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Do you ever contend with pesty ancillary staff?

Posted

Specializes in Critical Care, Float Pool Nursing. Has 5 years experience.

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Aurora77

Specializes in Med Surg. Has 4 years experience.

Our hospital has just started having the labs call "critical action values" to the providers instead of calling them to the nurse to have US call them to the providers. Half the time te "critical action values" weren't so critical. If someone's hemoglobin has been 8.2 every four hours for the past two days, how come it's suddenly "critical" now that it's 8.4?

!

That is a really good idea and a huge time saver when it comes to correcting those critical values.

Tenebrae, BSN, RN

Specializes in Mental Health, Gerontology, Palliative. Has 8 years experience.

One of the worst ever experiences was as a student nurse working on a busy surgical ward for my final placement prior to sitting states (NCLEX) exam and graduating. It was one of those shifts, you know, where you get all four patients back from theatre at the same time over the tea break all needing stuff done. Closely followed by the admission of a very agitated patient who has already fractured something from a fall and can not be left alone due to being a high falls risk and the soonest time they can get someone in for a watch is at 2300, approx 90 minutes away. Between the family and the nurses we managed to cover the watch.

I ended up sitting in their writing my notes when the nurse aide waltzed in. First complaint "why isnt the watch paper work completed, where is my lamp and chair?'. After fighting the urge to throw something, I managed to say in my sweetest and most neutral voice "gosh, I'm so sorry we didnt have that ready for you. Between the four patients coming back from theatre at the same time, all needing post op obs and other various nursing interventions, plus trying to help keep this patient calm and stop them from falling and sustaining other serious injuries, I guess we just ran out of time. Also, you see these folders? These are the patient notes I have not had a chance to write yet".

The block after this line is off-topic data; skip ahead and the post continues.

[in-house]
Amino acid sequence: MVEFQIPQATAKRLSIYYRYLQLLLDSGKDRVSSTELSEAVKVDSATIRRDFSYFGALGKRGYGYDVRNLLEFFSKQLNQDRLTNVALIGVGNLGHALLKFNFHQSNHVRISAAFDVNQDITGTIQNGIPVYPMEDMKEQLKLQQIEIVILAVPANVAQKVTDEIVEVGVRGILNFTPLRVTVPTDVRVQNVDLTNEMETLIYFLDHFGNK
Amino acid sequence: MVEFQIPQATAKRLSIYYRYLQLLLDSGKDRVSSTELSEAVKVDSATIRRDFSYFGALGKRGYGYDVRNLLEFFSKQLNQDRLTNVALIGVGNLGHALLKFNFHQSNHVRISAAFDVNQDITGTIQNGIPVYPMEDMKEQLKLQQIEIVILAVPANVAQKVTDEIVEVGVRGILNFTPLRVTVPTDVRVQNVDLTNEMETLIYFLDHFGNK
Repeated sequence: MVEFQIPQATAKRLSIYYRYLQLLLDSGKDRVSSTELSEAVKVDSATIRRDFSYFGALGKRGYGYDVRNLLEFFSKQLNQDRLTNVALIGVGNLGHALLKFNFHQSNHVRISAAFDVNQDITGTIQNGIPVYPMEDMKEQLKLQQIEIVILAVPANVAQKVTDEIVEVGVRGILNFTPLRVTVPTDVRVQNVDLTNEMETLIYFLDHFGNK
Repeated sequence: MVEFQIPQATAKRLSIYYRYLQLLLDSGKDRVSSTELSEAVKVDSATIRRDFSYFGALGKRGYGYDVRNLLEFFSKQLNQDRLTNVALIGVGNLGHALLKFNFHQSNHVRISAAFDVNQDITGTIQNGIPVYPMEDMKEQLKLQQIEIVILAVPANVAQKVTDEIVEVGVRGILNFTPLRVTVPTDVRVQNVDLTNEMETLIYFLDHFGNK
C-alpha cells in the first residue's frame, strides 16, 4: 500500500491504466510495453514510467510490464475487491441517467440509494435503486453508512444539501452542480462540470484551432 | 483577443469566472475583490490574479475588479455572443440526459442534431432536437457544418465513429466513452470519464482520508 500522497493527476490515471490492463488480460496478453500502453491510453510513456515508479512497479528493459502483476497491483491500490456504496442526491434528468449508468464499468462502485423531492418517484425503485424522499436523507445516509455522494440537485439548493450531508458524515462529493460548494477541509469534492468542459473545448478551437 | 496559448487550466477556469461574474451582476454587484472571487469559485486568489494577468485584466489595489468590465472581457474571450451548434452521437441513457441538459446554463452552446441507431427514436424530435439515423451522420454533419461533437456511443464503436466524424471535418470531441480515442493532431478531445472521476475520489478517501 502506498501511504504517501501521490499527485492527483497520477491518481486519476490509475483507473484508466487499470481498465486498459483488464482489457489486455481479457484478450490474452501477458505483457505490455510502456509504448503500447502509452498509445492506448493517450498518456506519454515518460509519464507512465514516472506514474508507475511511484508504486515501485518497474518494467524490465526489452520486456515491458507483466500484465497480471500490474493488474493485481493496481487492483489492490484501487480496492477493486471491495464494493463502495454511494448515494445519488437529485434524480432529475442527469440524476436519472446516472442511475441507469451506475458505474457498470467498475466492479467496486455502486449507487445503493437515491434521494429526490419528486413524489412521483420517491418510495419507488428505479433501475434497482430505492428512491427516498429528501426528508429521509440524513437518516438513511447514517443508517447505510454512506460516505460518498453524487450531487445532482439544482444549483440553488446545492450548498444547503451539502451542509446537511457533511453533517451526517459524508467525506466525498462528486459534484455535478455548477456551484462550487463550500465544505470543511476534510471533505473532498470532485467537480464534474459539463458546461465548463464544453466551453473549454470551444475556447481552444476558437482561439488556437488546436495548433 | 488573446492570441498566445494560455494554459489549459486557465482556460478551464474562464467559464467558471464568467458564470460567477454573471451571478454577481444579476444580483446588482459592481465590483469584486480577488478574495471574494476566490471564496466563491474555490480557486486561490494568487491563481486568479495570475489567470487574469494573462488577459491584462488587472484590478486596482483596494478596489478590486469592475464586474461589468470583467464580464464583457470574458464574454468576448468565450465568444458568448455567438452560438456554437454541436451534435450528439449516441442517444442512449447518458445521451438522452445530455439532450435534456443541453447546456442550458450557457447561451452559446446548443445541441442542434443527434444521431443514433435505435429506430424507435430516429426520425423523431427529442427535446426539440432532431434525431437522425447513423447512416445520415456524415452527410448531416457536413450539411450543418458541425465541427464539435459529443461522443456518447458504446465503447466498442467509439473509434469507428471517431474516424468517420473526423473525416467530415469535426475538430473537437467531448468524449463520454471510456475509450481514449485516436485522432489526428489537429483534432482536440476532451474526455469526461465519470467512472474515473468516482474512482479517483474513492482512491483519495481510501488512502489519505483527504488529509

The nurse aid flounced off to get her paper work and chair. When she came back I proceeded to give her a handover about the patient and was told "I know what I'm doing thankyou, I've been doing this for along time and am very experienced". After picking up my jaw off the floor. Again using that nice level voice I said "I can appreciate your experience and its great to have you looking after this patient. Given the nature of their illness and \the fact that this patient has already fallen once while under our health boards care, I would like to ensure you have all the information so you can provide the best care for this patient possible"

I wondered if this was due to the fact that i was a student nurse and she somehow thought she could order me around. I did find as tempting as it is to give a rude or sarcastic reponse, the polite neutral voiced conversations tend to communicate the relevant issues far more effectively

This is one of the reasons why I love district nursing, no ancillary staff under my feet. Only have contact with other members of the healthcare team when its needed for best patient care.

RNdynamic

Specializes in Critical Care, Float Pool Nursing. Has 5 years experience.

Obtaining an illegal SSN to gain employment sounds like an illegal alien to me. Quite the assumption and ignorant.

Illegal immigrants come from various countries and races.. so I'm not seeing the racial component, sorry.

tokmom, BSN, RN

Specializes in Certified Med/Surg tele, and other stuff. Has 30 years experience.

Illegal immigrants come from various countries and races.. so I'm not seeing the racial component, sorry.

No, you wouldn't. It is an awful thing to say about someone. Who knows, maybe YOU are illegal.

But again, you post to fan flames, so these comments are typical.